Credit Ratings in the Presence of Bailout: The Case of Mexican Subnational Government Debt
AbstractSearching for an explanation for investment grades assigned to virtually bankrupt subnational governments in LDCs, we study the determinants of bond ratings for municipalities in Mexico. Our data set includes ratings from three agencies: S&P, Fitch, and Moody´s. To control for selectivity in the process of choosing an agency, we model the problem as a tri-variate selfselection process with ordinal responses. Additionally, in order to circumvent the estimation of multidimensional integrals, we implement a Monte Carlo Expectation Maximization (MCEM) algorithm. We find that not only financial but also political factors, such as number of voters and political party in power, are important and show evidence that the probability of bailout has a heavy weight in the rating process. Our outcomes question the purpose of rating sub-national debt in LDCs with a bailout tradition, since in those cases the market may assess the risk of subnational entities as that of sovereign instruments.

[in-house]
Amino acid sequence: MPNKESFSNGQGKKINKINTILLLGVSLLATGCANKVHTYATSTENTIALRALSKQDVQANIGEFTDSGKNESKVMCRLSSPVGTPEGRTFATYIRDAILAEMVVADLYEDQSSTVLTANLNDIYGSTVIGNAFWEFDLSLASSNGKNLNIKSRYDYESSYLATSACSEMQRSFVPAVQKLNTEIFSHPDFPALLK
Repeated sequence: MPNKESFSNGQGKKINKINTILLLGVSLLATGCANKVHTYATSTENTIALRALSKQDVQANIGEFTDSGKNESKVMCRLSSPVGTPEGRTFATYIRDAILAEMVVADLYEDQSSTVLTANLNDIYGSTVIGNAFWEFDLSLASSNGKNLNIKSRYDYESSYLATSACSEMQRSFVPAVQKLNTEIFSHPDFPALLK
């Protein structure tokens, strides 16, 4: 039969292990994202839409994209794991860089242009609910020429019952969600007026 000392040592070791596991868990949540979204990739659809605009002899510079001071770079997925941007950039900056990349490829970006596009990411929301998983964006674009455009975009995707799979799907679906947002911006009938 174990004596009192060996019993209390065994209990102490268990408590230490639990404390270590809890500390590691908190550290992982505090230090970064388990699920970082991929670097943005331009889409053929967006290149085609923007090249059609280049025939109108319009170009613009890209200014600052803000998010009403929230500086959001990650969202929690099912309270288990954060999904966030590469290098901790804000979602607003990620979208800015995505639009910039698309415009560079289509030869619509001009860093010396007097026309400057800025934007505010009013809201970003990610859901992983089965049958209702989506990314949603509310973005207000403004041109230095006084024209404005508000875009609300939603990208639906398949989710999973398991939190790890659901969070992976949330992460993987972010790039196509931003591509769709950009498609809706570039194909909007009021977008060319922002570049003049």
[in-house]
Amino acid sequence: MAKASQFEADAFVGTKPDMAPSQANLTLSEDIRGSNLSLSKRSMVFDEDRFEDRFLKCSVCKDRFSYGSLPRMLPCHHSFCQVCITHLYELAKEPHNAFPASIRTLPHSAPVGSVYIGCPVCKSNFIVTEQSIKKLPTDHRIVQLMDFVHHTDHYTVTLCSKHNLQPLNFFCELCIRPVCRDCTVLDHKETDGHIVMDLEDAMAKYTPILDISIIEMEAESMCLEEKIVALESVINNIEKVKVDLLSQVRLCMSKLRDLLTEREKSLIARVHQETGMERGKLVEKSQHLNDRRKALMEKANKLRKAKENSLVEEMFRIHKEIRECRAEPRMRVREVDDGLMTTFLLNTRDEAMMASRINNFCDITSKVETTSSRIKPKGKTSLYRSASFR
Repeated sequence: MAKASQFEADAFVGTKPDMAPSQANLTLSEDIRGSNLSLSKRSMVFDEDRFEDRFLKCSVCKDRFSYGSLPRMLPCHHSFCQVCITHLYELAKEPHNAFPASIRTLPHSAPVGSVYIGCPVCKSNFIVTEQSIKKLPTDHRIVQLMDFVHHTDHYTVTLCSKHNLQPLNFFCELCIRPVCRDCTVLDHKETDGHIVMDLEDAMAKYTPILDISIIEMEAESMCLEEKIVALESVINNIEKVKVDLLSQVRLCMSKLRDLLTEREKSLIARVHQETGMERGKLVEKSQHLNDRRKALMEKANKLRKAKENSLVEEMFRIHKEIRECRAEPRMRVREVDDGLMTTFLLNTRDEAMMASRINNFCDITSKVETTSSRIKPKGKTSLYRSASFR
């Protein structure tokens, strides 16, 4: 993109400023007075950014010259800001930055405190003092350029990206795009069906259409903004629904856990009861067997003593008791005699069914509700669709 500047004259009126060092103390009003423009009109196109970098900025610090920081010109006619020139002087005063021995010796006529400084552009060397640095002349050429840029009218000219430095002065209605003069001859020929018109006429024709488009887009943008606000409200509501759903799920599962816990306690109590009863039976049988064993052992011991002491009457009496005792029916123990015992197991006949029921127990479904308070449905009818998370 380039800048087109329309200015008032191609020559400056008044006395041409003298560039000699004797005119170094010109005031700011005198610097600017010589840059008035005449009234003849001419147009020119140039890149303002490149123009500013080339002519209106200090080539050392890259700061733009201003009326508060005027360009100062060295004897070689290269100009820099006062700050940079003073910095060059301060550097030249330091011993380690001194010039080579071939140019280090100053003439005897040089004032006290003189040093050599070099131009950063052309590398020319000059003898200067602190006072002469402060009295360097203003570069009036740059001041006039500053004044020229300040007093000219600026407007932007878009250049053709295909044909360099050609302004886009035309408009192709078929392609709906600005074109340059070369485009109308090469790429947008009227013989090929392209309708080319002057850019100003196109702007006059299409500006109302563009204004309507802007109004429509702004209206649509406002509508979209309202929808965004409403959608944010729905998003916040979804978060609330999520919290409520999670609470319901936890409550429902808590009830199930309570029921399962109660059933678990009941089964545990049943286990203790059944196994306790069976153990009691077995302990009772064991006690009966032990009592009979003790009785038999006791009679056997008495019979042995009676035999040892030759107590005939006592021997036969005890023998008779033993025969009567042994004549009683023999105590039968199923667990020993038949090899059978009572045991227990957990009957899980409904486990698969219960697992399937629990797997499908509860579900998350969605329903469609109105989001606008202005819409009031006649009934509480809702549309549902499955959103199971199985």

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Bibliographic InfoArticle provided by LACEA - LATIN AMERICAN AND CARIBBEAN ECONOMIC ASSOCIATION in its journal JOURNAL OF LACEA ECONOMIA.
Volume (Year): (2009)
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Credit Ratings; Bailout; Subnational Governments; Debt;
Find related papers by JEL classification:
- G18 - Financial Economics - - General Financial Markets - - - Government Policy and Regulation
- G19 - Financial Economics - - General Financial Markets - - - Other
- C3 - Mathematical and Quantitative Methods - - Multiple or Simultaneous Equation Models; Multiple Variables
- H74 - Public Economics - - State and Local Government; Intergovernmental Relations - - - State and Local Borrowing
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